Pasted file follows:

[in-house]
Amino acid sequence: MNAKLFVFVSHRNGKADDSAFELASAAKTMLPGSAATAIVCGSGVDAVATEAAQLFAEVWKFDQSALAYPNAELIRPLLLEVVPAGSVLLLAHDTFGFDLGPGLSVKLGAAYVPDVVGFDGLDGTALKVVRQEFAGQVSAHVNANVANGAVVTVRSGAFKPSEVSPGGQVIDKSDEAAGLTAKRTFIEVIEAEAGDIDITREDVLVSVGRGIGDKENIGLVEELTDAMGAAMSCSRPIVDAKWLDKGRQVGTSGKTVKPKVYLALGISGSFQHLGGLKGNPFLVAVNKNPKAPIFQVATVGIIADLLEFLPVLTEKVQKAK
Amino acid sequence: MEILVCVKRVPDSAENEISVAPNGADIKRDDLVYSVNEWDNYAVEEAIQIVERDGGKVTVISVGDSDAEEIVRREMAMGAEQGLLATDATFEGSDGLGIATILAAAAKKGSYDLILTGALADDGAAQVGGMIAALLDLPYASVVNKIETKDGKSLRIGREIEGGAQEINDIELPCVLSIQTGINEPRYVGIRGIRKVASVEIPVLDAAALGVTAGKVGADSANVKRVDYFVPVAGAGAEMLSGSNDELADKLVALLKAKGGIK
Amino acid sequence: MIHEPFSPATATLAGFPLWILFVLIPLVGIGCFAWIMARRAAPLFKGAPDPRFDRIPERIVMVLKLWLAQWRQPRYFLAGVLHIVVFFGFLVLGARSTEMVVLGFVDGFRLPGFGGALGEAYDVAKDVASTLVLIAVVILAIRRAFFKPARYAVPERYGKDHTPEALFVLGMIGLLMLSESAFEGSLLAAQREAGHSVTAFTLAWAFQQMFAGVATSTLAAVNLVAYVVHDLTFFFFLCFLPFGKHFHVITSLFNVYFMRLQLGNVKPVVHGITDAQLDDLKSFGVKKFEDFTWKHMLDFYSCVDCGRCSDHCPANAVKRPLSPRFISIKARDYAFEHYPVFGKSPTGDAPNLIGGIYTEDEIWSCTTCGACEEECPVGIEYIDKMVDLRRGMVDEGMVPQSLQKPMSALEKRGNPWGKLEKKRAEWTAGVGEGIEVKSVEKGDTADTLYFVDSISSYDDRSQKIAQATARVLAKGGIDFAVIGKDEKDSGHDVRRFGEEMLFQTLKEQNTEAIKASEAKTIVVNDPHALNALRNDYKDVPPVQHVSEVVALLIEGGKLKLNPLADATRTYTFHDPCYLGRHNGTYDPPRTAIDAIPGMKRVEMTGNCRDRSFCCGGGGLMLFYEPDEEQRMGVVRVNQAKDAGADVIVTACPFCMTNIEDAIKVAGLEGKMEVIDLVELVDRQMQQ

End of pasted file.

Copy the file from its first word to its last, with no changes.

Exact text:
[in-house]
Amino acid sequence: MNAKLFVFVSHRNGKADDSAFELASAAKTMLPGSAATAIVCGSGVDAVATEAAQLFAEVWKFDQSALAYPNAELIRPLLLEVVPAGSVLLLAHDTFGFDLGPGLSVKLGAAYVPDVVGFDGLDGTALKVVRQEFAGQVSAHVNANVANGAVVTVRSGAFKPSEVSPGGQVIDKSDEAAGLTAKRTFIEVIEAEAGDIDITREDVLVSVGRGIGDKENIGLVEELTDAMGAAMSCSRPIVDAKWLDKGRQVGTSGKTVKPKVYLALGISGSFQHLGGLKGNPFLVAVNKNPKAPIFQVATVGIIADLLEFLPVLTEKVQKAK
Amino acid sequence: MEILVCVKRVPDSAENEISVAPNGADIKRDDLVYSVNEWDNYAVEEAIQIVERDGGKVTVISVGDSDAEEIVRREMAMGAEQGLLATDATFEGSDGLGIATILAAAAKKGSYDLILTGALADDGAAQVGGMIAALLDLPYASVVNKIETKDGKSLRIGREIEGGAQEINDIELPCVLSIQTGINEPRYVGIRGIRKVASVEIPVLDAAALGVTAGKVGADSANVKRVDYFVPVAGAGAEMLSGSNDELADKLVALLKAKGGIK
Amino acid sequence: MIHEPFSPATATLAGFPLWILFVLIPLVGIGCFAWIMARRAAPLFKGAPDPRFDRIPERIVMVLKLWLAQWRQPRYFLAGVLHIVVFFGFLVLGARSTEMVVLGFVDGFRLPGFGGALGEAYDVAKDVASTLVLIAVVILAIRRAFFKPARYAVPERYGKDHTPEALFVLGMIGLLMLSESAFEGSLLAAQREAGHSVTAFTLAWAFQQMFAGVATSTLAAVNLVAYVVHDLTFFFFLCFLPFGKHFHVITSLFNVYFMRLQLGNVKPVVHGITDAQLDDLKSFGVKKFEDFTWKHMLDFYSCVDCGRCSDHCPANAVKRPLSPRFISIKARDYAFEHYPVFGKSPTGDAPNLIGGIYTEDEIWSCTTCGACEEECPVGIEYIDKMVDLRRGMVDEGMVPQSLQKPMSALEKRGNPWGKLEKKRAEWTAGVGEGIEVKSVEKGDTADTLYFVDSISSYDDRSQKIAQATARVLAKGGIDFAVIGKDEKDSGHDVRRFGEEMLFQTLKEQNTEAIKASEAKTIVVNDPHALNALRNDYKDVPPVQHVSEVVALLIEGGKLKLNPLADATRTYTFHDPCYLGRHNGTYDPPRTAIDAIPGMKRVEMTGNCRDRSFCCGGGGLMLFYEPDEEQRMGVVRVNQAKDAGADVIVTACPFCMTNIEDAIKVAGLEGKMEVIDLVELVDRQMQQ